The 'optical bench' consists of scrap PVC pipe and a few other parts.  A piece of Lexan is attached to the top as a camera mount.  I like Lexan as it is easy to cut, drill and tap.  A 1/4 inch bolt is the standard camera tripod adapter threading, so I use them about everywhere.  I sliced rings from PVC couplings and split them to slide easily on the pipe.  These split rings are used to hold slides, watch glasses, filters and lenses.  Focusing is done by sliding the 'stage' up and down.  This is crude, but turned out to be very effective.  For most of this project I used a 16x doublet hand lens in front of the camera, which gave me full body images of the Leptadora.


Optical Bench

Optical Bench


makeshift working area

Makeshift working area


I picked up an EasyCAP video to USB adapter (it was cheap on eBay, but only works with Windows XP) so I can watch my camera output on my laptop.  It is easier than trying to look at the camera back for focusing.  A limitation of video output is that the resolution is lower than what the camera actually records.  I focus till the screen looks the sharpest, and have the pleasure of seeing more detail in the pictures.

My LED lights and camera tend to have some strange interactions where the image brightness is not steady (it turns out I had the wrong power adapter).  Combined with the low contrast of the Leptadora, the initial images often have poor contrast.  That is where Photoshop comes in handy, there is often more detail in the image that a little manipulation can bring it out.

Images

This is why cover slips are necessary.  I sucked off much of the water to keep the Leptadora from moving around, and the surface tension turned the water into a lens.  The dark spots are where the water was stretched higher than other places.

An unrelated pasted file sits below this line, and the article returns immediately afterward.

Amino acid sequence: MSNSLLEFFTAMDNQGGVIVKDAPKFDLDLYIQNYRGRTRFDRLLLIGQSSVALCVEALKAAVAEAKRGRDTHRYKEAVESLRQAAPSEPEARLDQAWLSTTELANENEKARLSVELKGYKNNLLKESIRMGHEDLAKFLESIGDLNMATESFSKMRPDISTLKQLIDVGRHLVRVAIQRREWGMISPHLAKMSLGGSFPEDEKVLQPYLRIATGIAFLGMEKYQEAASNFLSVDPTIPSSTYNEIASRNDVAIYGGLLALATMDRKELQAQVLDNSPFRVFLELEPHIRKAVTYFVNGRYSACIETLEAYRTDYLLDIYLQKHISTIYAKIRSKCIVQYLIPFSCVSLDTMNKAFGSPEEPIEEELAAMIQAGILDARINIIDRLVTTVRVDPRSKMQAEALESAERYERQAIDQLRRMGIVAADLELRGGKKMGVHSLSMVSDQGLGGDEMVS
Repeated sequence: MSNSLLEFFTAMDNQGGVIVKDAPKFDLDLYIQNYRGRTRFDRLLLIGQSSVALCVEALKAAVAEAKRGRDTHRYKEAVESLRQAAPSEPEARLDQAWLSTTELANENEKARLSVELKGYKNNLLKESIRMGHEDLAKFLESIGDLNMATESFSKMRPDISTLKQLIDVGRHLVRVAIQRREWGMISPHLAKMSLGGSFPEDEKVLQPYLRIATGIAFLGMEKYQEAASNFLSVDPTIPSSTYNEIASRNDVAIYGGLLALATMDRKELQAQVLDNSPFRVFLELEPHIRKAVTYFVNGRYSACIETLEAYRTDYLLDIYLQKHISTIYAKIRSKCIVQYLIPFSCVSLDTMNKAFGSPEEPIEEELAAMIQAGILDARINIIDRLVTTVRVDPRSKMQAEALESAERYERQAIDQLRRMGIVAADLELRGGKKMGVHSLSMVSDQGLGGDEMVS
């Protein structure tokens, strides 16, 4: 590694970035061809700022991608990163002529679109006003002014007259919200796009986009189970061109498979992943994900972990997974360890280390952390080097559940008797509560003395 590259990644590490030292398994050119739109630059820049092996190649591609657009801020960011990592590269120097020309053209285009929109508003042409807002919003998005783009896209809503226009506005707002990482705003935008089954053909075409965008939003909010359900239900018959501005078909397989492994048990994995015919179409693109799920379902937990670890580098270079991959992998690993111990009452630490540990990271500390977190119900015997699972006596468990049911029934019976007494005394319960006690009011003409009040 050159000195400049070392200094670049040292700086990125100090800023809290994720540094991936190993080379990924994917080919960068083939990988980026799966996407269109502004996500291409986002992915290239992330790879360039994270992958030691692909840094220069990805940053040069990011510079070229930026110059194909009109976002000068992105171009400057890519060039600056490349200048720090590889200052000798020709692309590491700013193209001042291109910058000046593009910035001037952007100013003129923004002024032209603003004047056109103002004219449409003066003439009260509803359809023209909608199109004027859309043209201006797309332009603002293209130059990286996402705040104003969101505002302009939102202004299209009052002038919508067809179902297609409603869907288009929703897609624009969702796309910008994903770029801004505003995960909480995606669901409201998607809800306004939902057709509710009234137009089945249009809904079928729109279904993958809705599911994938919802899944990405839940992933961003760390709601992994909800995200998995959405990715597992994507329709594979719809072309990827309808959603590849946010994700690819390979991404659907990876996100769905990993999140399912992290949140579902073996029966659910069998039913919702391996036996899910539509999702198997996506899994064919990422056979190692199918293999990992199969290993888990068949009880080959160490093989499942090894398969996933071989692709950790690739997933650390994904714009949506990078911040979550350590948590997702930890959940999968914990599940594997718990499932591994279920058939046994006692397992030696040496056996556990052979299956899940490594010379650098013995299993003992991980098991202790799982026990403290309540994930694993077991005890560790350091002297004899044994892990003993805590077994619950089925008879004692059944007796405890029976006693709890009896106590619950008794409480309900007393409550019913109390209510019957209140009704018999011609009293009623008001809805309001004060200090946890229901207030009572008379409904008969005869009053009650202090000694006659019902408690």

Leptadora - in watchglass

Leptadora - in watchglass

 

Leptadora - no cover skip

Leptadora - no cover slip


Here I used a coverslip.  I used fragments of a coverslip as 'spacers', but there was still not enough room so that the coverslip pressed down on the Leptadora and distorted it some.


Leptadora - with cover skip

Leptadora - with cover slip (but some flattening)
click for full image

 

Leptadora - original poor image

Leptadora - original poor image

 

Leptadora - photoshopped

Leptadora - after Photoshop (auto correction), note added 'noise'

 

Leptadora - blue filter

Leptadora - colored filters are always an option

 

Leptadora - blue filter and enhanced

Leptadora - after Photoshop of blue filter (auto correction)

 

Leptadora

Leptadora, cleaned up image
The small arms form a 'basket' to hold the prey
click for full size image

 

Leptadora - note the brood pouch

Leptadora - cleaned up image
Note the brood pouch
click for full size image

 

Leptadora - close up of eye, showing mountant distortion

Leptadora - close up of eye, showing mountant distortion

 

Location: Kentucky Lake, KY (37.002, -88.245). 

Environmental Conditions:
Water temperature:86F
Depth: up to 50 ft

Doublet Magnifier 16x from Carolina Biological

Microscope: Bausch & Lomb monocular, 10x ocular, 4x, 10x and 40x objectives.

Illumination: Luxeon K2 LED

Camera: Canon A540 (6 Megapixel)

Software: Photoshop Elements 

 

Comments to the author are welcomed.  

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Published in the August 2010 edition of Micscape Magazine.